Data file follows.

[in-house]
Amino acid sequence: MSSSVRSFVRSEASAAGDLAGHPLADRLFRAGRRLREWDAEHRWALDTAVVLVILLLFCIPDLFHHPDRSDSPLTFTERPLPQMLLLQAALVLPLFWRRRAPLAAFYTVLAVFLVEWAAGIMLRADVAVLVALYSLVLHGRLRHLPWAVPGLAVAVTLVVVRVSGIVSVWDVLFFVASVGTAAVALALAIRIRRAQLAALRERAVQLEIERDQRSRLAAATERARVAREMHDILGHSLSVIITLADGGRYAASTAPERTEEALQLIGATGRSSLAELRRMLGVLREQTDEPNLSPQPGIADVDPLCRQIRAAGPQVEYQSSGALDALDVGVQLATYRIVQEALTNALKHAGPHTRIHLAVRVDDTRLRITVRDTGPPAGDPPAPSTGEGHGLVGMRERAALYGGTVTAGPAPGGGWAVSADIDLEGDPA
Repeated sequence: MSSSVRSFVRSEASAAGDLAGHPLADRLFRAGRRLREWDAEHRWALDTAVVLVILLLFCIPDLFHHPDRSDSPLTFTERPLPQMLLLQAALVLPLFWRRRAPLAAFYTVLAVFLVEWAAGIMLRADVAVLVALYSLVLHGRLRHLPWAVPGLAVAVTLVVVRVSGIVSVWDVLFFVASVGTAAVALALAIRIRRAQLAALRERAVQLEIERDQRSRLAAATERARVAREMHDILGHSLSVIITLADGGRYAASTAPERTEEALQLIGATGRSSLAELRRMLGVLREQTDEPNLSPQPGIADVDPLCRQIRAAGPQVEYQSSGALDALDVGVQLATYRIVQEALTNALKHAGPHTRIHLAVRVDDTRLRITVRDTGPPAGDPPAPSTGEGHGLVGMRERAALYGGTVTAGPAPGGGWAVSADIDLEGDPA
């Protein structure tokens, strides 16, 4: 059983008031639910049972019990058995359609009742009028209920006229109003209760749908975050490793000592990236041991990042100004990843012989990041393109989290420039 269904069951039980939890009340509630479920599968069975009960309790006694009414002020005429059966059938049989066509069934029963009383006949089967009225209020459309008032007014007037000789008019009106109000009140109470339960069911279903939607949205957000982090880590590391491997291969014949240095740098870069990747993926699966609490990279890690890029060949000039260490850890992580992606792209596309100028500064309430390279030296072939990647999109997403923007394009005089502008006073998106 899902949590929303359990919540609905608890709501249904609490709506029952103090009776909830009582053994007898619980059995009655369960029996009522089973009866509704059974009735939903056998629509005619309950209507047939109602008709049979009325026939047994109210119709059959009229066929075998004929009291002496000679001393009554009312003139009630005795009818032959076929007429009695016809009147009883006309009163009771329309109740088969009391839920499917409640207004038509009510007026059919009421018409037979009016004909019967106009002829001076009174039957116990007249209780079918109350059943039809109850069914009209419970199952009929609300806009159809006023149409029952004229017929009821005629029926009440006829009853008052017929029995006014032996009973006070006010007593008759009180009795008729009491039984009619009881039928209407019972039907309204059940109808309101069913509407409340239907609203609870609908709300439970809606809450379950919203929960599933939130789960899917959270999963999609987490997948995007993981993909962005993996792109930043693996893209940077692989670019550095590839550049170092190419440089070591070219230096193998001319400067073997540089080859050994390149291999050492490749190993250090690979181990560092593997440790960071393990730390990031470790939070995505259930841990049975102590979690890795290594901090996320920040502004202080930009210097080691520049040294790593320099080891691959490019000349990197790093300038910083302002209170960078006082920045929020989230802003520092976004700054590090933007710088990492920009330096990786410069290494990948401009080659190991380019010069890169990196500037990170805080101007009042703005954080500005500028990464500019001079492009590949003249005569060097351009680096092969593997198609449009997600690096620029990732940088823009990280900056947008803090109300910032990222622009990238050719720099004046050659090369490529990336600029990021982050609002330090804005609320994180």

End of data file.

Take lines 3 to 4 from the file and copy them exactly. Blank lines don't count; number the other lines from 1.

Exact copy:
Repeated sequence: MSSSVRSFVRSEASAAGDLAGHPLADRLFRAGRRLREWDAEHRWALDTAVVLVILLLFCIPDLFHHPDRSDSPLTFTERPLPQMLLLQAALVLPLFWRRRAPLAAFYTVLAVFLVEWAAGIMLRADVAVLVALYSLVLHGRLRHLPWAVPGLAVAVTLVVVRVSGIVSVWDVLFFVASVGTAAVALALAIRIRRAQLAALRERAVQLEIERDQRSRLAAATERARVAREMHDILGHSLSVIITLADGGRYAASTAPERTEEALQLIGATGRSSLAELRRMLGVLREQTDEPNLSPQPGIADVDPLCRQIRAAGPQVEYQSSGALDALDVGVQLATYRIVQEALTNALKHAGPHTRIHLAVRVDDTRLRITVRDTGPPAGDPPAPSTGEGHGLVGMRERAALYGGTVTAGPAPGGGWAVSADIDLEGDPA
């Protein structure tokens, strides 16, 4: 059983008031639910049972019990058995359609009742009028209920006229109003209760749908975050490793000592990236041991990042100004990843012989990041393109989290420039 269904069951039980939890009340509630479920599968069975009960309790006694009414002020005429059966059938049989066509069934029963009383006949089967009225209020459309008032007014007037000789008019009106109000009140109470339960069911279903939607949205957000982090880590590391491997291969014949240095740098870069990747993926699966609490990279890690890029060949000039260490850890992580992606792209596309100028500064309430390279030296072939990647999109997403923007394009005089502008006073998106 899902949590929303359990919540609905608890709501249904609490709506029952103090009776909830009582053994007898619980059995009655369960029996009522089973009866509704059974009735939903056998629509005619309950209507047939109602008709049979009325026939047994109210119709059959009229066929075998004929009291002496000679001393009554009312003139009630005795009818032959076929007429009695016809009147009883006309009163009771329309109740088969009391839920499917409640207004038509009510007026059919009421018409037979009016004909019967106009002829001076009174039957116990007249209780079918109350059943039809109850069914009209419970199952009929609300806009159809006023149409029952004229017929009821005629029926009440006829009853008052017929029995006014032996009973006070006010007593008759009180009795008729009491039984009619009881039928209407019972039907309204059940109808309101069913509407409340239907609203609870609908709300439970809606809450379950919203929960599933939130789960899917959270999963999609987490997948995007993981993909962005993996792109930043693996893209940077692989670019550095590839550049170092190419440089070591070219230096193998001319400067073997540089080859050994390149291999050492490749190993250090690979181990560092593997440790960071393990730390990031470790939070995505259930841990049975102590979690890795290594901090996320920040502004202080930009210097080691520049040294790593320099080891691959490019000349990197790093300038910083302002209170960078006082920045929020989230802003520092976004700054590090933007710088990492920009330096990786410069290494990948401009080659190991380019010069890169990196500037990170805080101007009042703005954080500005500028990464500019001079492009590949003249005569060097351009680096092969593997198609449009997600690096620029990732940088823009990280900056947008803090109300910032990222622009990238050719720099004046050659090369490529990336600029990021982050609002330090804005609320994180």